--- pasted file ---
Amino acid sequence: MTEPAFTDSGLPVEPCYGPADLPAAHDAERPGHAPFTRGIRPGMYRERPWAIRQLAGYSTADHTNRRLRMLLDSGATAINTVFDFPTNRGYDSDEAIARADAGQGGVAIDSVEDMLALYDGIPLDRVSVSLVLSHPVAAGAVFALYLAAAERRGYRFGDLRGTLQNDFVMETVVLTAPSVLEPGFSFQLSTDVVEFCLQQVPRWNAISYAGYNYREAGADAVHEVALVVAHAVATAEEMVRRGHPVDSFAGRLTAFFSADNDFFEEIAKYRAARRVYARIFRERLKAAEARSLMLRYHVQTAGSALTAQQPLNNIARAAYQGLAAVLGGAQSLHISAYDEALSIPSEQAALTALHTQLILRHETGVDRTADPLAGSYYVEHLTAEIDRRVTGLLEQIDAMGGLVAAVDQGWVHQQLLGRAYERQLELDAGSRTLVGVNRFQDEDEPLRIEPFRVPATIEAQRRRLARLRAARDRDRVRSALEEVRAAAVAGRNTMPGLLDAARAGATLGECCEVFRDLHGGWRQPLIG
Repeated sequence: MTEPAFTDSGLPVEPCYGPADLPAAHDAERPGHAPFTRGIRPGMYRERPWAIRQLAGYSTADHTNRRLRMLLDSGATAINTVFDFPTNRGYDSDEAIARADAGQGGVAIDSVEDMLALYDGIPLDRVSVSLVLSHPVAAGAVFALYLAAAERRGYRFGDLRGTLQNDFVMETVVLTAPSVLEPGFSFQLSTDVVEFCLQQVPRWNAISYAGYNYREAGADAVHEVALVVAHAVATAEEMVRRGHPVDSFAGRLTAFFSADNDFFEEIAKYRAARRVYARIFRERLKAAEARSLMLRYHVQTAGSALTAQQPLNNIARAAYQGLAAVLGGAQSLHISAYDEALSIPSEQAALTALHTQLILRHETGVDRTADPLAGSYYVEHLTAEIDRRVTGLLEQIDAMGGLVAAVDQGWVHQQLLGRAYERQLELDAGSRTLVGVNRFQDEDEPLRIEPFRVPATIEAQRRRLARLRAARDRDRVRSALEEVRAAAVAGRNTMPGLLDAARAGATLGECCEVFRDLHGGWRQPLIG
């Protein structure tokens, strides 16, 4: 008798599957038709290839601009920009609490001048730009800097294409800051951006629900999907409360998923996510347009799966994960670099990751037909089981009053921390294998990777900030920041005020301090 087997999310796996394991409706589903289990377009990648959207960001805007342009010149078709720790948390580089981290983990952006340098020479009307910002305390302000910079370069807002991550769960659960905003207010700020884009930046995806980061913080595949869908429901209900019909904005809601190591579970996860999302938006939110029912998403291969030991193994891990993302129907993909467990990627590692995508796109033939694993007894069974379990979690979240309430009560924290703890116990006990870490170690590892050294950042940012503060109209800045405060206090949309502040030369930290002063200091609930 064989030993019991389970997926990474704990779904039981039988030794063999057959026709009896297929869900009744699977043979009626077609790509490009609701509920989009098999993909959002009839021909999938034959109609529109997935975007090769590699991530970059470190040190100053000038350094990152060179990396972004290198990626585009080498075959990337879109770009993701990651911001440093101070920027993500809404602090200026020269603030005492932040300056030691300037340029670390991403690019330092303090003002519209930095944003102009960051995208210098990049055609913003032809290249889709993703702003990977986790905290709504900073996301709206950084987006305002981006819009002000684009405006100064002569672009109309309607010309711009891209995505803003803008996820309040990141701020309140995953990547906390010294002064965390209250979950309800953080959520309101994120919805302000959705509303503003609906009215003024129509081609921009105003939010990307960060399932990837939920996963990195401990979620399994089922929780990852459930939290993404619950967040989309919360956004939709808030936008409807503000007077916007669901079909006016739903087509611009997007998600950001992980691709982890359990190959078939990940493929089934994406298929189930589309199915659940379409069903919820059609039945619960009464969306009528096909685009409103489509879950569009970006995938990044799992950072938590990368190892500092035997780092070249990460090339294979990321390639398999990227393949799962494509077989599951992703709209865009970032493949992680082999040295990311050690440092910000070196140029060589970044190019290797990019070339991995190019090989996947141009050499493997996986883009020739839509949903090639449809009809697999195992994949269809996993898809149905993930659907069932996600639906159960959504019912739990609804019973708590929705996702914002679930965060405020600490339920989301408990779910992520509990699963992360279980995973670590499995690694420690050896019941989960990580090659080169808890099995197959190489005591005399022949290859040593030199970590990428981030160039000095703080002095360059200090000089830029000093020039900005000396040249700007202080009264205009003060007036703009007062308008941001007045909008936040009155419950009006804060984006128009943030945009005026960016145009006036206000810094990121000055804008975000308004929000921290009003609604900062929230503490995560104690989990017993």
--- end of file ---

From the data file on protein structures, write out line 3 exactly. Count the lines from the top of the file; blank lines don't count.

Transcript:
């Protein structure tokens, strides 16, 4: 008798599957038709290839601009920009609490001048730009800097294409800051951006629900999907409360998923996510347009799966994960670099990751037909089981009053921390294998990777900030920041005020301090 087997999310796996394991409706589903289990377009990648959207960001805007342009010149078709720790948390580089981290983990952006340098020479009307910002305390302000910079370069807002991550769960659960905003207010700020884009930046995806980061913080595949869908429901209900019909904005809601190591579970996860999302938006939110029912998403291969030991193994891990993302129907993909467990990627590692995508796109033939694993007894069974379990979690979240309430009560924290703890116990006990870490170690590892050294950042940012503060109209800045405060206090949309502040030369930290002063200091609930 064989030993019991389970997926990474704990779904039981039988030794063999057959026709009896297929869900009744699977043979009626077609790509490009609701509920989009098999993909959002009839021909999938034959109609529109997935975007090769590699991530970059470190040190100053000038350094990152060179990396972004290198990626585009080498075959990337879109770009993701990651911001440093101070920027993500809404602090200026020269603030005492932040300056030691300037340029670390991403690019330092303090003002519209930095944003102009960051995208210098990049055609913003032809290249889709993703702003990977986790905290709504900073996301709206950084987006305002981006819009002000684009405006100064002569672009109309309607010309711009891209995505803003803008996820309040990141701020309140995953990547906390010294002064965390209250979950309800953080959520309101994120919805302000959705509303503003609906009215003024129509081609921009105003939010990307960060399932990837939920996963990195401990979620399994089922929780990852459930939290993404619950967040989309919360956004939709808030936008409807503000007077916007669901079909006016739903087509611009997007998600950001992980691709982890359990190959078939990940493929089934994406298929189930589309199915659940379409069903919820059609039945619960009464969306009528096909685009409103489509879950569009970006995938990044799992950072938590990368190892500092035997780092070249990460090339294979990321390639398999990227393949799962494509077989599951992703709209865009970032493949992680082999040295990311050690440092910000070196140029060589970044190019290797990019070339991995190019090989996947141009050499493997996986883009020739839509949903090639449809009809697999195992994949269809996993898809149905993930659907069932996600639906159960959504019912739990609804019973708590929705996702914002679930965060405020600490339920989301408990779910992520509990699963992360279980995973670590499995690694420690050896019941989960990580090659080169808890099995197959190489005591005399022949290859040593030199970590990428981030160039000095703080002095360059200090000089830029000093020039900005000396040249700007202080009264205009003060007036703009007062308008941001007045909008936040009155419950009006804060984006128009943030945009005026960016145009006036206000810094990121000055804008975000308004929000921290009003609604900062929230503490995560104690989990017993």